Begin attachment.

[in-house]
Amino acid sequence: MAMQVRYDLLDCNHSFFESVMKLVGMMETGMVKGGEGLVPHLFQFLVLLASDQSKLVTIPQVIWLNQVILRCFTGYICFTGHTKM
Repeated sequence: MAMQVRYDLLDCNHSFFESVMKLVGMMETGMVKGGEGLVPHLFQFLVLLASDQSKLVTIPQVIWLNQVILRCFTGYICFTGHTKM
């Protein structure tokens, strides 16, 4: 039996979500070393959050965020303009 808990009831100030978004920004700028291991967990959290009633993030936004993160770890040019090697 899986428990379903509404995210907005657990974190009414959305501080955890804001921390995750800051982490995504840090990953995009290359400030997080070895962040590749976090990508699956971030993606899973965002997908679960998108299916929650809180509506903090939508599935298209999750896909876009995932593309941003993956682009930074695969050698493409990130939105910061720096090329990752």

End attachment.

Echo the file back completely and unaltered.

[in-house]
Amino acid sequence: MAMQVRYDLLDCNHSFFESVMKLVGMMETGMVKGGEGLVPHLFQFLVLLASDQSKLVTIPQVIWLNQVILRCFTGYICFTGHTKM
Repeated sequence: MAMQVRYDLLDCNHSFFESVMKLVGMMETGMVKGGEGLVPHLFQFLVLLASDQSKLVTIPQVIWLNQVILRCFTGYICFTGHTKM
């Protein structure tokens, strides 16, 4: 039996979500070393959050965020303009 808990009831100030978004920004700028291991967990959290009633993030936004993160770890040019090697 899986428990379903509404995210907005657990974190009414959305501080955890804001921390995750800051982490995504840090990953995009290359400030997080070895962040590749976090990508699956971030993606899973965002997908679960998108299916929650809180509506903090939508599935298209999750896909876009995932593309941003993956682009930074695969050698493409990130939105910061720096090329990752």